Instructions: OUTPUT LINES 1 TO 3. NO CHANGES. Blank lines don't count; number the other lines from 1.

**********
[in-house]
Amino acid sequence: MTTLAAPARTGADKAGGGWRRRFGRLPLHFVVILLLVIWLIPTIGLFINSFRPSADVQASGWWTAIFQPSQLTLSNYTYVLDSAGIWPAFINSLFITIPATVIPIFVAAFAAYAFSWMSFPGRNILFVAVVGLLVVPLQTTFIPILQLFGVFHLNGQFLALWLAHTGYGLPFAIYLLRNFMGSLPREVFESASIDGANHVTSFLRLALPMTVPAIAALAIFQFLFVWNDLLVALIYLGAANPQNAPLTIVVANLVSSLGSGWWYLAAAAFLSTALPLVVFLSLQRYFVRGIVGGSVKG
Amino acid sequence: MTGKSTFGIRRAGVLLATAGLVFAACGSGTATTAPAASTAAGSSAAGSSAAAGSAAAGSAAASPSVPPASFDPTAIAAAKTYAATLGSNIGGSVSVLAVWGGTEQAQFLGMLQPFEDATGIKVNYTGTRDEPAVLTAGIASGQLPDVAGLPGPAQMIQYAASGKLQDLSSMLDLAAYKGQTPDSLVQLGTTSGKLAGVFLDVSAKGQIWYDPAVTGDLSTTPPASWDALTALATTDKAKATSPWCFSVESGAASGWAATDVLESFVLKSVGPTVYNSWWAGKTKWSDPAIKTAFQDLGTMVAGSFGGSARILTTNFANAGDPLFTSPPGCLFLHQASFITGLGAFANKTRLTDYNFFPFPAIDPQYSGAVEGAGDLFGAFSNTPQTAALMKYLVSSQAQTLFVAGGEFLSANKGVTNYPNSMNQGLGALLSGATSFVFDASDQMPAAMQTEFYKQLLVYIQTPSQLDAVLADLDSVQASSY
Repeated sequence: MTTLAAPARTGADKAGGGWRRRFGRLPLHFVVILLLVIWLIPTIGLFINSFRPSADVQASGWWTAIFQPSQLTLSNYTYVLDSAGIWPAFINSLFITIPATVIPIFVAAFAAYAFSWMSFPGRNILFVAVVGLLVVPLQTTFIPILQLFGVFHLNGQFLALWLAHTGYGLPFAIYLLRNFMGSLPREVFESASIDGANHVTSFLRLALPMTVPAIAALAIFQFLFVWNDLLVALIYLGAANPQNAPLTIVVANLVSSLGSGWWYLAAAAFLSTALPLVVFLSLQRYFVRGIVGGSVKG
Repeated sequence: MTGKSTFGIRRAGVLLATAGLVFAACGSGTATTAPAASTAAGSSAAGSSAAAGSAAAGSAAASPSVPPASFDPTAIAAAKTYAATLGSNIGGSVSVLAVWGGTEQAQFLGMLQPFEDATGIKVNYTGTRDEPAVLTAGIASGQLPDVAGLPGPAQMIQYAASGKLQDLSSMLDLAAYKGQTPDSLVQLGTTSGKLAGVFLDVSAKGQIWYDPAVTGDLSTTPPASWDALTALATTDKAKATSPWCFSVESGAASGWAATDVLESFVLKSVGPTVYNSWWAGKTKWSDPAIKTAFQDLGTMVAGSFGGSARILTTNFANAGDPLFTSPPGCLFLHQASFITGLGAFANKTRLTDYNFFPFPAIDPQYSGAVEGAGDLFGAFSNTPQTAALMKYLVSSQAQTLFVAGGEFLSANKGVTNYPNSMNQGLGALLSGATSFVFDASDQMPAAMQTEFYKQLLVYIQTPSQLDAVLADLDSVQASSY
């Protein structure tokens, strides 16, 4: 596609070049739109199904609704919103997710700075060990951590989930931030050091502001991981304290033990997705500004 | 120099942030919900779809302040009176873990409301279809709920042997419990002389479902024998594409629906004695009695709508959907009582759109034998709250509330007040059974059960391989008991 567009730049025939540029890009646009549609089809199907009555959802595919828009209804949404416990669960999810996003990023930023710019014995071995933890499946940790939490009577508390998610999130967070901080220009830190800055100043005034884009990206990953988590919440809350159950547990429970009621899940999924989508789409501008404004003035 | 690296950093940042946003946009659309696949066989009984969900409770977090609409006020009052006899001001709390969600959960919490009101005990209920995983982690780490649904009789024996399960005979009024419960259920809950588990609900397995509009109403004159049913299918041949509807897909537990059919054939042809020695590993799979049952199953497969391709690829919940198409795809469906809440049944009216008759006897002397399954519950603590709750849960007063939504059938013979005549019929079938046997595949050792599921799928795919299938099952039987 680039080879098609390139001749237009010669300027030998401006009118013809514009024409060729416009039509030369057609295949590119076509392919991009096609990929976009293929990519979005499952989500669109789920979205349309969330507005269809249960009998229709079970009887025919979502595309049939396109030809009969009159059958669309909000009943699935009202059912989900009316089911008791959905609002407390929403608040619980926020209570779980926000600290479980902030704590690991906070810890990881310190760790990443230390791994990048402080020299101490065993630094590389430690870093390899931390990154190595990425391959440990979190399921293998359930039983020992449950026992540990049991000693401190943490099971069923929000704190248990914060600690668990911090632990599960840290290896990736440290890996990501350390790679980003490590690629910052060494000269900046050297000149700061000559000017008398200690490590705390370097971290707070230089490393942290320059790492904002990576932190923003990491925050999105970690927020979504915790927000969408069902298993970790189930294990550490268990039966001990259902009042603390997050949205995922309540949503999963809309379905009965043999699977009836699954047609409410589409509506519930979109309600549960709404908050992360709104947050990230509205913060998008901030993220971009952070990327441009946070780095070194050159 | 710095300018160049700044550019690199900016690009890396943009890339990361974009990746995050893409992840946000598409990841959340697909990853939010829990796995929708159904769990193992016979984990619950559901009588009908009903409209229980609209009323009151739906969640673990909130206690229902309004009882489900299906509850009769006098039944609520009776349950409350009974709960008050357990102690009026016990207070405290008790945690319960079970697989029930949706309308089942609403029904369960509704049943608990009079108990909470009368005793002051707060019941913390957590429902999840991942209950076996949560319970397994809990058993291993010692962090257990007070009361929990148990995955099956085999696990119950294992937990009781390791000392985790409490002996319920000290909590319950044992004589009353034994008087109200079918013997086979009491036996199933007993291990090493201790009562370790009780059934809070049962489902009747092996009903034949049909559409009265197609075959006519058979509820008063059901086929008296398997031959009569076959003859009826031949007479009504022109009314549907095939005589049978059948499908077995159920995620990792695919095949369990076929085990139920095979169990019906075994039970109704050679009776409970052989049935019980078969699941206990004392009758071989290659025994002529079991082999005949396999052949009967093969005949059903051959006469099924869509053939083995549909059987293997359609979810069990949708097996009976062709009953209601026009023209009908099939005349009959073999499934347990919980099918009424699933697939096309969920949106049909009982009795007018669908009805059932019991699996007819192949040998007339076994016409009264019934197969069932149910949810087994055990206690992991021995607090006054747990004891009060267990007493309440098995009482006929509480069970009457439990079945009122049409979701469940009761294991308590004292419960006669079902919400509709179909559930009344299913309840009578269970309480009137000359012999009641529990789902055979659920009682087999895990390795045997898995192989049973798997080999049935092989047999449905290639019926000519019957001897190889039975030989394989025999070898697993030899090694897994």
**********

[in-house]
Amino acid sequence: MTTLAAPARTGADKAGGGWRRRFGRLPLHFVVILLLVIWLIPTIGLFINSFRPSADVQASGWWTAIFQPSQLTLSNYTYVLDSAGIWPAFINSLFITIPATVIPIFVAAFAAYAFSWMSFPGRNILFVAVVGLLVVPLQTTFIPILQLFGVFHLNGQFLALWLAHTGYGLPFAIYLLRNFMGSLPREVFESASIDGANHVTSFLRLALPMTVPAIAALAIFQFLFVWNDLLVALIYLGAANPQNAPLTIVVANLVSSLGSGWWYLAAAAFLSTALPLVVFLSLQRYFVRGIVGGSVKG
Amino acid sequence: MTGKSTFGIRRAGVLLATAGLVFAACGSGTATTAPAASTAAGSSAAGSSAAAGSAAAGSAAASPSVPPASFDPTAIAAAKTYAATLGSNIGGSVSVLAVWGGTEQAQFLGMLQPFEDATGIKVNYTGTRDEPAVLTAGIASGQLPDVAGLPGPAQMIQYAASGKLQDLSSMLDLAAYKGQTPDSLVQLGTTSGKLAGVFLDVSAKGQIWYDPAVTGDLSTTPPASWDALTALATTDKAKATSPWCFSVESGAASGWAATDVLESFVLKSVGPTVYNSWWAGKTKWSDPAIKTAFQDLGTMVAGSFGGSARILTTNFANAGDPLFTSPPGCLFLHQASFITGLGAFANKTRLTDYNFFPFPAIDPQYSGAVEGAGDLFGAFSNTPQTAALMKYLVSSQAQTLFVAGGEFLSANKGVTNYPNSMNQGLGALLSGATSFVFDASDQMPAAMQTEFYKQLLVYIQTPSQLDAVLADLDSVQASSY